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Triple systems failure grounds flights in New Zealand

Details emerge of simultaneous failures that halted aircraft departures nationally for nearly two hours yesterday afternoon.
Written by Rob O'Neill, Contributor

Airways New Zealand's chief operating officer has shed further light on "network failures" that prevented flights across New Zealand yesterday.

Pauline Lamb said a trio of simultaneous failures lasting just four minutes were at the root of the problem, The further delay was caused by the need to test systems and make sure they were working properly.

"It was due to three events happening at the same time," Lamb told Radio New Zealand this morning. Radar and communications data distribution was affected.

"We isolated those events and as soon as we were able to verify the integrity of the system we were able to get it up again.

"Although it was a four minute outage we took some time to make sure the system was working correctly and testing it before we resumed operations."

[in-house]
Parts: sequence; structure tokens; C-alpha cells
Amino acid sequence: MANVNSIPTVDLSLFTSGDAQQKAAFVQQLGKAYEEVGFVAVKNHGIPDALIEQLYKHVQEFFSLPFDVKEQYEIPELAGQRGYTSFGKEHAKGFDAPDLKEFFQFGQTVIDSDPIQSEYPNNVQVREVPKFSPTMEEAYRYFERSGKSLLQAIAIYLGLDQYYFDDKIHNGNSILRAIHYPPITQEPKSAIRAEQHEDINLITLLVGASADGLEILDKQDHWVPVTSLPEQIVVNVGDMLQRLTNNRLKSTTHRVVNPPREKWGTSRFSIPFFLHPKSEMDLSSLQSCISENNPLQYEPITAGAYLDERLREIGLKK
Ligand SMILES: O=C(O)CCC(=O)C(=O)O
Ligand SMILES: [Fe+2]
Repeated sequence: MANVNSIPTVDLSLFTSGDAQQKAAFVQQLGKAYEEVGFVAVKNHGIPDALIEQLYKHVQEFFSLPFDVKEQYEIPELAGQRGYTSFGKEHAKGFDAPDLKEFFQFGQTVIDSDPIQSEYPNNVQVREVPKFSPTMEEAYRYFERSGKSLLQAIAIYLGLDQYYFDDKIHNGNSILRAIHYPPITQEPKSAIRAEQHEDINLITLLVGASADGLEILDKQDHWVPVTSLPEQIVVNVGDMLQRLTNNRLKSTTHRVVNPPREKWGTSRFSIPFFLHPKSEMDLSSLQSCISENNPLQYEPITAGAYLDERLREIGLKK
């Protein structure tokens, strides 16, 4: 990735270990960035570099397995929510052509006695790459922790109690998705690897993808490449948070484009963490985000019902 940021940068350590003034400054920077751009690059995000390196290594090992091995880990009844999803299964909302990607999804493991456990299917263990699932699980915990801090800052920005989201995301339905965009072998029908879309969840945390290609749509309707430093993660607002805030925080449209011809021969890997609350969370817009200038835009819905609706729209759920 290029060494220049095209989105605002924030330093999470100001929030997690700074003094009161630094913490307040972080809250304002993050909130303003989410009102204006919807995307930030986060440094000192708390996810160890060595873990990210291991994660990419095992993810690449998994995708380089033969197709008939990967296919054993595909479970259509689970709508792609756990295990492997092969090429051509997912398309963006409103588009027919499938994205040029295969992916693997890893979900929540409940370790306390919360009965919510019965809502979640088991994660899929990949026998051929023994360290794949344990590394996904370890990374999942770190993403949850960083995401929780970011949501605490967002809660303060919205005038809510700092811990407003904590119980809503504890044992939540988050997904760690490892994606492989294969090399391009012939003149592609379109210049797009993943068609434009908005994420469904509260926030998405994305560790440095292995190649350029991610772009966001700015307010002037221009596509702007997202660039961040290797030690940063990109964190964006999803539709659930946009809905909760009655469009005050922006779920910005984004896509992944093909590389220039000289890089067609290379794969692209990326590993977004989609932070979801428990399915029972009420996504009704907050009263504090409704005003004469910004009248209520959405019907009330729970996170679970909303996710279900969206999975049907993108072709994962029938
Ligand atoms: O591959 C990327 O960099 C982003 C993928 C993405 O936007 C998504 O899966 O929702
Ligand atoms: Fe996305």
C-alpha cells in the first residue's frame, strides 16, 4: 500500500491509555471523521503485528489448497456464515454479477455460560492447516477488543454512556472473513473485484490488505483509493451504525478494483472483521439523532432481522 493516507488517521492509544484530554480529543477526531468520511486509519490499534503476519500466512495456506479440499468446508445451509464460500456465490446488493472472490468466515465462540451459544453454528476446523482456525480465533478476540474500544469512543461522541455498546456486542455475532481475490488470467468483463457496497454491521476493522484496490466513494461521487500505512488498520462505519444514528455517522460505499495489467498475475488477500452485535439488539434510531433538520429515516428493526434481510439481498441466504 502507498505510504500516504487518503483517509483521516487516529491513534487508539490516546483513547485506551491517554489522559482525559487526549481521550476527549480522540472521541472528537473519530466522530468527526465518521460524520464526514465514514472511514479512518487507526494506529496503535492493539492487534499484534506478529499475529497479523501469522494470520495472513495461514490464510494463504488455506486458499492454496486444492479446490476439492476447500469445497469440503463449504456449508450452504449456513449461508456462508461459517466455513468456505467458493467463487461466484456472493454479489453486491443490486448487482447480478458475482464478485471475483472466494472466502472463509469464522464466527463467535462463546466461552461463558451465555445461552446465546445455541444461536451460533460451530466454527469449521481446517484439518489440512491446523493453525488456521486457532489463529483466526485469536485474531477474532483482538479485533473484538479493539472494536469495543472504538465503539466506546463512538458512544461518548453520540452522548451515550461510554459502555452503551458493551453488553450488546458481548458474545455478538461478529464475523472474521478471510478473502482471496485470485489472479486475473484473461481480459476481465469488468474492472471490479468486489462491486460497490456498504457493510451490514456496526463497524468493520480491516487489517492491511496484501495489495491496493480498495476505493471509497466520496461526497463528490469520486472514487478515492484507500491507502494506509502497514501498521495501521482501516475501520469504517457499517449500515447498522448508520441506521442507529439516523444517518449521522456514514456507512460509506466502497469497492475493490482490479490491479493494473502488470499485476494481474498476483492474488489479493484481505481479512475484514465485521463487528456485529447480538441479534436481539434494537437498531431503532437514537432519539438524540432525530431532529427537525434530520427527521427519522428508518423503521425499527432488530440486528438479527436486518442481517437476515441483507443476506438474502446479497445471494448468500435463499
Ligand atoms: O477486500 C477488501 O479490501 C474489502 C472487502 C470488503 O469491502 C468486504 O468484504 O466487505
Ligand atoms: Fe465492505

Lamb said Airways wanted to investigate the incident thoroughly to ensure there was no recurrence.

The Transport Accident Investigation Commission (TAIC) is also taking an interest, announcing its own investigation this morning.

"A team of three investigators has begun the initial evidence gathering, working with the Airways Corporation and Civil Aviation Authority," TAIC said in a statement.

The outage is likely to blow a hole in Airways' up-time targets. In its 2014 annual report, the company boasted it had suffered no major system failures.

"System availability is 99.94 percent year-to-date with no major outages. None of the outages had any significant impact on commercial airline operations. Average delay is 13 percent ahead of target, with inflight delays for arrivals into Auckland International Airport improved by 63 percent for the 2014 calendar year," the state-owned company reported.

Lamb said backup procedures worked and investigations are continuing.

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